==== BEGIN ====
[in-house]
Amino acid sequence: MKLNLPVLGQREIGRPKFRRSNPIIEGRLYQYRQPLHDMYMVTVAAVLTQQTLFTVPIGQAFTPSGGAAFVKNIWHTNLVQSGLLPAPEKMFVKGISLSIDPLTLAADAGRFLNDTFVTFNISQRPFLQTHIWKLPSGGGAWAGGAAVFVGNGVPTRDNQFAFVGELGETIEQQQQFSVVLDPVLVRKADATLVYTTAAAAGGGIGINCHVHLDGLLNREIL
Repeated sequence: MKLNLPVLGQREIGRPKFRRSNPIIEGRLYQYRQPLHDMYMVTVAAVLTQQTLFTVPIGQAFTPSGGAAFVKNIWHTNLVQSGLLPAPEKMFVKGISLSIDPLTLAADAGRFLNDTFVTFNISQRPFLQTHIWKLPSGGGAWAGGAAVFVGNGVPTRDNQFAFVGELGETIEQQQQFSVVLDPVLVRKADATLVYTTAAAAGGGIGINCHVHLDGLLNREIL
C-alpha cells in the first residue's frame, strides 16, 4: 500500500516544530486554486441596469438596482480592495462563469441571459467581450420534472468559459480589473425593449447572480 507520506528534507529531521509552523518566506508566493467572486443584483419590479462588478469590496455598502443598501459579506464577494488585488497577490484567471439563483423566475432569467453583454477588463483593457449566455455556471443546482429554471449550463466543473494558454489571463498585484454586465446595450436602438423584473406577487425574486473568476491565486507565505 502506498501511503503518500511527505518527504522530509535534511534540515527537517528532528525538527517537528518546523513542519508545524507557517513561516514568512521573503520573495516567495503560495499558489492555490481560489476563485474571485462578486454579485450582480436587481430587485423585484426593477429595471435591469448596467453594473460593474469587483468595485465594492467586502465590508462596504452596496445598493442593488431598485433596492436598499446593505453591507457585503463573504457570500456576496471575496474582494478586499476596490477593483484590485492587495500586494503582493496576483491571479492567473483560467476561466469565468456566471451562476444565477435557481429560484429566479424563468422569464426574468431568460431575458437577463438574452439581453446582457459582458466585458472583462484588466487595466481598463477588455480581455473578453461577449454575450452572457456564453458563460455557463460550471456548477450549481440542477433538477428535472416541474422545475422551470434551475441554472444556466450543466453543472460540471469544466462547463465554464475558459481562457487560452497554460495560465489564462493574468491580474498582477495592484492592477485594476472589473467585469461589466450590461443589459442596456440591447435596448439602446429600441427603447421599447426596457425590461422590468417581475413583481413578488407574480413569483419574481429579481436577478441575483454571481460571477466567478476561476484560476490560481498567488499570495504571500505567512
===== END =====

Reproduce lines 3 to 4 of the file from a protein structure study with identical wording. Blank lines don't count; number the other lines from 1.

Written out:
Repeated sequence: MKLNLPVLGQREIGRPKFRRSNPIIEGRLYQYRQPLHDMYMVTVAAVLTQQTLFTVPIGQAFTPSGGAAFVKNIWHTNLVQSGLLPAPEKMFVKGISLSIDPLTLAADAGRFLNDTFVTFNISQRPFLQTHIWKLPSGGGAWAGGAAVFVGNGVPTRDNQFAFVGELGETIEQQQQFSVVLDPVLVRKADATLVYTTAAAAGGGIGINCHVHLDGLLNREIL
C-alpha cells in the first residue's frame, strides 16, 4: 500500500516544530486554486441596469438596482480592495462563469441571459467581450420534472468559459480589473425593449447572480 507520506528534507529531521509552523518566506508566493467572486443584483419590479462588478469590496455598502443598501459579506464577494488585488497577490484567471439563483423566475432569467453583454477588463483593457449566455455556471443546482429554471449550463466543473494558454489571463498585484454586465446595450436602438423584473406577487425574486473568476491565486507565505 502506498501511503503518500511527505518527504522530509535534511534540515527537517528532528525538527517537528518546523513542519508545524507557517513561516514568512521573503520573495516567495503560495499558489492555490481560489476563485474571485462578486454579485450582480436587481430587485423585484426593477429595471435591469448596467453594473460593474469587483468595485465594492467586502465590508462596504452596496445598493442593488431598485433596492436598499446593505453591507457585503463573504457570500456576496471575496474582494478586499476596490477593483484590485492587495500586494503582493496576483491571479492567473483560467476561466469565468456566471451562476444565477435557481429560484429566479424563468422569464426574468431568460431575458437577463438574452439581453446582457459582458466585458472583462484588466487595466481598463477588455480581455473578453461577449454575450452572457456564453458563460455557463460550471456548477450549481440542477433538477428535472416541474422545475422551470434551475441554472444556466450543466453543472460540471469544466462547463465554464475558459481562457487560452497554460495560465489564462493574468491580474498582477495592484492592477485594476472589473467585469461589466450590461443589459442596456440591447435596448439602446429600441427603447421599447426596457425590461422590468417581475413583481413578488407574480413569483419574481429579481436577478441575483454571481460571477466567478476561476484560476490560481498567488499570495504571500505567512